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Drawing the Audience’s Eye by Shaping and Cutting Light

In this write-up, we’ll take a look at cutting and shaping light, why you would want to do it, and the best methods for each budget level.

The main reason to cut and shape light is to keep the light where you want it and to avoid spill where you don’t want it. The objective is to separate your subject from the background, drawing the viewer’s eye to where you want it.

Instead of painting the walls or using a huge location, you can keep light from the background by “flagging” — putting something between the background and the light to block it.

First off, you need a flag large enough to block light, but small enough to not be seen by the camera. A popular choice is the “meat axe.” It’s a four-by-one black diffusion, or a negative fill, which you can expand to a two-by-four cutter. The light will hit your subject, and the floppy will block the light from hitting the background. This is easier to do the more off-axis and smaller the light is that you’re shaping.

If the light’s directly above camera, or on camera, there’s no way to block the light from the background without blocking the light from your subject. If you have a light that’s thirty-degrees off camera and thirty-degrees above camera, you’ll be able to slide the floppy in so that it blocks the background but not your subject.

An easier way to flag the background with a Fresnel light is to simply use the barn doors that come with almost every Fresnel. If you move the barn door on the light itself, you’ll see that it starts blocking the background before it starts blocking your subject. If you do it even further, you’ll see that it starts to creep across the subject’s shoulder, and then eventually their face.

Drawing the Audience's Eye by Shaping and Cutting Light - Fresnel

Fresnel Image via lapandr.

You can use both barn doors to create a “Film Noir” effect. If you move the barn doors all the way in, you’ll get a very narrow band. The closer the flag is to your subject, the harder the cut’s going to be, which can be good or bad.

In the famous opening sequence of Skyfall, James Bond’s silhouette walks down a corridor and moves into this sort of light. Roger Deakins used a flag from a light further away, but the flag itself was probably four feet from the actor, so it wasn’t a hard edge but a much softer, natural edge.

Drawing the Audience's Eye by Shaping and Cutting Light - Skyfall Corridor Lighting

Skyfall Image via Sony Pictures.

Flagging hard lights is relatively easy, and you have a lot of control. However, you’ll rarely use hard lights on set, because they create competing shadows on the face. Plus, it’s more popular to use soft, large sources.

The Intellytech LC-120 is a much larger light, which is akin to a Kino 4×4 form factor, so it’s three feet by one foot. If you move your cutter in with this light, it’ll do something, but not nearly as much as it did with a small light, because it’s only blocking part of a much larger light source. It becomes more complicated to get a good shape on this light and flag it off the background.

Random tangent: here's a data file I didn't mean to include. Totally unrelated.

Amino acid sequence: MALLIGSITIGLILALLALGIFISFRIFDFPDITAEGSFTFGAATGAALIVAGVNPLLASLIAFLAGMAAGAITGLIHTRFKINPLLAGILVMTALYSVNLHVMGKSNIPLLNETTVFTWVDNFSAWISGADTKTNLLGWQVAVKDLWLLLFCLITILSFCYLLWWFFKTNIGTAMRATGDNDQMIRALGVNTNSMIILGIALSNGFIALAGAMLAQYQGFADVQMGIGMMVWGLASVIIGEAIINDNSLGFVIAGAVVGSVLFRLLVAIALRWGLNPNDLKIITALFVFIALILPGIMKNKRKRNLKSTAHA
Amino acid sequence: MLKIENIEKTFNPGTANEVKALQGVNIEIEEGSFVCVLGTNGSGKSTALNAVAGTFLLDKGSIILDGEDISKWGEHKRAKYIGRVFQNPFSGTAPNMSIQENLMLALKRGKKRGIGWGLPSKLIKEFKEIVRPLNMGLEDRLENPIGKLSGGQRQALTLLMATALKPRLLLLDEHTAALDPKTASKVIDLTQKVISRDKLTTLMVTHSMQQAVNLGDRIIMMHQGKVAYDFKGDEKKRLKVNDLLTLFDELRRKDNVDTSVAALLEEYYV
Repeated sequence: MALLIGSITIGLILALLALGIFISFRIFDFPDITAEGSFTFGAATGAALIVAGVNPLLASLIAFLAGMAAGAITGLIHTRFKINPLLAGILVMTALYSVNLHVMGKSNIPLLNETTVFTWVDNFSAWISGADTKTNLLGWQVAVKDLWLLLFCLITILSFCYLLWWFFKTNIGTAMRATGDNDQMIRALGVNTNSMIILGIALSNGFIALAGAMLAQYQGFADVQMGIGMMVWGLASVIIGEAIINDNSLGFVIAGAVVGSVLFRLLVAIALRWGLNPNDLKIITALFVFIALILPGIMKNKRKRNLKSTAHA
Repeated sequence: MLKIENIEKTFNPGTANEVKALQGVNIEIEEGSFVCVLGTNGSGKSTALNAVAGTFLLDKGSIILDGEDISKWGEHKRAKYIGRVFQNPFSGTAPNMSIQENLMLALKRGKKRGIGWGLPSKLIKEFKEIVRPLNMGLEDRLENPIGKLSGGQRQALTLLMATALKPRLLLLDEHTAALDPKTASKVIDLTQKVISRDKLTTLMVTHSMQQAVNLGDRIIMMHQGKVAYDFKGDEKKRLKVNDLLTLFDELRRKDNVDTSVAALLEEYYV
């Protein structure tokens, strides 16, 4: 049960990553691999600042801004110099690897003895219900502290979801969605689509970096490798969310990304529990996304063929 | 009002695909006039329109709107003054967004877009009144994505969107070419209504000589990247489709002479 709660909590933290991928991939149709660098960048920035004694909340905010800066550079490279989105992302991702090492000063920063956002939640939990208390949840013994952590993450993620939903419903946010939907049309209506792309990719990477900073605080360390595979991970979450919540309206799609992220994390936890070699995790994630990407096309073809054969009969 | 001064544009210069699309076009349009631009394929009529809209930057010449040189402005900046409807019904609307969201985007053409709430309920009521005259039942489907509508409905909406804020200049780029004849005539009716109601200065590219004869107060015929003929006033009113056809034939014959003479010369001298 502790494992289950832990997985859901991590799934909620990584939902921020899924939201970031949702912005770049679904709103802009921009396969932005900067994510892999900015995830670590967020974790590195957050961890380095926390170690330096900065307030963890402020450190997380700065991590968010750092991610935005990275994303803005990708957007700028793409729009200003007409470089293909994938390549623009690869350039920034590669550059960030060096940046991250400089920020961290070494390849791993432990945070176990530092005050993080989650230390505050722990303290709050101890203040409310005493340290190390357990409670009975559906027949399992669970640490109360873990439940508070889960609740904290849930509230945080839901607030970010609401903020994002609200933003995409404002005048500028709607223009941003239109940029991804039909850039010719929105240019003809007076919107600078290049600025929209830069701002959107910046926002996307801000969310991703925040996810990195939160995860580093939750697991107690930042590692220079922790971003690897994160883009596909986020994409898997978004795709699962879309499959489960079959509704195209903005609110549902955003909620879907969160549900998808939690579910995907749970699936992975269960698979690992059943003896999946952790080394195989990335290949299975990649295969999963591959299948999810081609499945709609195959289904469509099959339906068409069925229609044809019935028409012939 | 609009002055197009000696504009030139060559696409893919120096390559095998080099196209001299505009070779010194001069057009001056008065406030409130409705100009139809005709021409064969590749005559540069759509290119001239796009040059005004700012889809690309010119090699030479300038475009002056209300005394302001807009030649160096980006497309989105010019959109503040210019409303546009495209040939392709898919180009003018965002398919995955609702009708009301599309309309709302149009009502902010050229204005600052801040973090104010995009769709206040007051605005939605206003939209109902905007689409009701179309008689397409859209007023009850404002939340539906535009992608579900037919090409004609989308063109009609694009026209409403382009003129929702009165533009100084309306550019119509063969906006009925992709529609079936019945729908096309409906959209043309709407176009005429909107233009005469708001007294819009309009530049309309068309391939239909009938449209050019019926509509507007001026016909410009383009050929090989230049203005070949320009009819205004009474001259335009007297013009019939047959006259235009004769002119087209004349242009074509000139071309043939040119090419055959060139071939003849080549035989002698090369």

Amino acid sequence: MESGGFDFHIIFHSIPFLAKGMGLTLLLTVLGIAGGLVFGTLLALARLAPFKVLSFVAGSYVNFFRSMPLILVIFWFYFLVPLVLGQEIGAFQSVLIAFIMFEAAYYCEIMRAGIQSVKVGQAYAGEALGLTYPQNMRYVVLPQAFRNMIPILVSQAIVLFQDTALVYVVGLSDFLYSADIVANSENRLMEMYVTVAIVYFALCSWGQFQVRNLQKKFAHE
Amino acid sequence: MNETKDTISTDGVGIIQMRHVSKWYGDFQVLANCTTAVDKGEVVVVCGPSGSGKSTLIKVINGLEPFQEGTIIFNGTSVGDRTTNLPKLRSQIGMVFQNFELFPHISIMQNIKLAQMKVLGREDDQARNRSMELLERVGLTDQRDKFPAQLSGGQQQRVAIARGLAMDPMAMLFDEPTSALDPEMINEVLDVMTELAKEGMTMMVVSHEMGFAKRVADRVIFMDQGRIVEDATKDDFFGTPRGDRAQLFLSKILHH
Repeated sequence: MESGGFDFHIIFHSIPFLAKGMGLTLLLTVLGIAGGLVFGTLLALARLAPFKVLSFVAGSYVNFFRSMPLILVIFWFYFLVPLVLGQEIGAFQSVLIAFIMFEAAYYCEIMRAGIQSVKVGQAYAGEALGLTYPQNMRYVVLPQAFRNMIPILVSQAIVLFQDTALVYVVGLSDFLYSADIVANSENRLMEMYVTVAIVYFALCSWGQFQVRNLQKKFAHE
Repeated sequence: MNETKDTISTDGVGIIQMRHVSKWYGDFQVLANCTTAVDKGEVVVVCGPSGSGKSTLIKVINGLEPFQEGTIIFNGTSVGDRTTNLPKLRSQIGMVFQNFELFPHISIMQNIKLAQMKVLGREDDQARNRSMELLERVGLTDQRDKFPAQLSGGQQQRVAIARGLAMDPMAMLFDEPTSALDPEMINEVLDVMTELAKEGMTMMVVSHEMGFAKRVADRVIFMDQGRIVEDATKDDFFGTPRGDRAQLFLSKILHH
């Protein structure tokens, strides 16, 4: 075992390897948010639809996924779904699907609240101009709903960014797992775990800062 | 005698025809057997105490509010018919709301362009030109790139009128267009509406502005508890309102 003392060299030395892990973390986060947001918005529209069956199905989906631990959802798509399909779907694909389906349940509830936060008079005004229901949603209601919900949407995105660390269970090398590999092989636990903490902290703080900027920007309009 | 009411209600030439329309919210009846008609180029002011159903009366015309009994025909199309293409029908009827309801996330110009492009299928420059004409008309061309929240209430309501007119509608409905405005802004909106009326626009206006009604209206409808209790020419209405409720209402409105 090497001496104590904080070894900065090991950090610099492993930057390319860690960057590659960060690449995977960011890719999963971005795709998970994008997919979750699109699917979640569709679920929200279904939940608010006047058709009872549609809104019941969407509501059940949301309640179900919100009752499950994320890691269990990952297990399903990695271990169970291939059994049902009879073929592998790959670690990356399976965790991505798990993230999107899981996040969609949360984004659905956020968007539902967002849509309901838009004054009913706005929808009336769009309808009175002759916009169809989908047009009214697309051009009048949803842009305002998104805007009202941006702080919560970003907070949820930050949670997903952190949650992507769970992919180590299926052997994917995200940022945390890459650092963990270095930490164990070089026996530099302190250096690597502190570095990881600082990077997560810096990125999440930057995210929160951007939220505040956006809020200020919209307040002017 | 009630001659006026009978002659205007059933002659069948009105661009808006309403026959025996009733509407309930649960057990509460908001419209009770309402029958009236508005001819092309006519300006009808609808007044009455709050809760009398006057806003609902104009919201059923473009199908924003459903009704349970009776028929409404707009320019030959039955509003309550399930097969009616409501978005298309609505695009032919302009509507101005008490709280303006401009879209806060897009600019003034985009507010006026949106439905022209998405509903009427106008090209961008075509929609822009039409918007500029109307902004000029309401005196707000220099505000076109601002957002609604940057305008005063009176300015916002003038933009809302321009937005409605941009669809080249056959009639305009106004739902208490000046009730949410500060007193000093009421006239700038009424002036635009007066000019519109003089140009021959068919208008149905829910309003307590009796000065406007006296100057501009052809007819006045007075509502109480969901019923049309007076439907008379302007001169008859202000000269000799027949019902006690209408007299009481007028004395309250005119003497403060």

Drawing the Audience's Eye by Shaping and Cutting Light — Intellytech LC-120

Image via Intellytech.

One way to get this larger light off the background is to move your cutter above the subject’s head. Then, you need to bring in a second flag, such as a two-by-four, next to your subject. Between these two flags and your subject’s body, you’re essentially sealing the light off the background. The cutter above the subject’s head will block the light coming from above the subject’s head, and the cutter on the side will block the light from the side. The subject blocks the direct light from hitting the background.

This is a very easy way to achieve your desired ratio — the difference between your subject and the background behind them. It allows you to attain any level of contrast and isolation, in order to achieve the mood you’re after

Drawing the Audience's Eye by Shaping and Cutting Light — Window

Another scenario involves where your subject is next to an open window, and there’s a huge contrast ratio between each side of your subject’s face that we want to make slightly more cinematic and palatable to the eye. To begin, it helps to put up a diffusion fabric (like a silent quarter grid) over the window, making the window more diffuse and the available sunlight fuller. Next, you can use a piece of reflector board to fill the side of your subject’s face not facing the window—it’s a good idea to have this ready on a stand, so that you can rotate it, giving your subject some fill to taste.

While this is a good start, it might be too diffused, and although we’ve lost the harshness, we now need a little bit more contrast. The next step is to bring in a “bottomer” by placing your flag on the floor next to your subject, so that it starts to take out some of the light coming up at your subject. This’ll give your subject additional contrast on the face. You can box the light in further by pulling in the curtain. The last stage is to bring in a topper to box that brings light in even further.

By using a reflector on one side, the diffusion, and boxing in that diffusion, you can achieve a far more cinematic look than what you started with. By using the flags, you’re able to reach your desired look and rotate this very precisely to go from an 8:1 contrast ratio all the way down to a 2:1. This gives you a lot of control, allowing you to finesse the image. This brings you to the next level of cinematography where you attain what you want, but then refine the image to ensure that it tells a story, or evokes an emotion.


Cover image via Cineuno.

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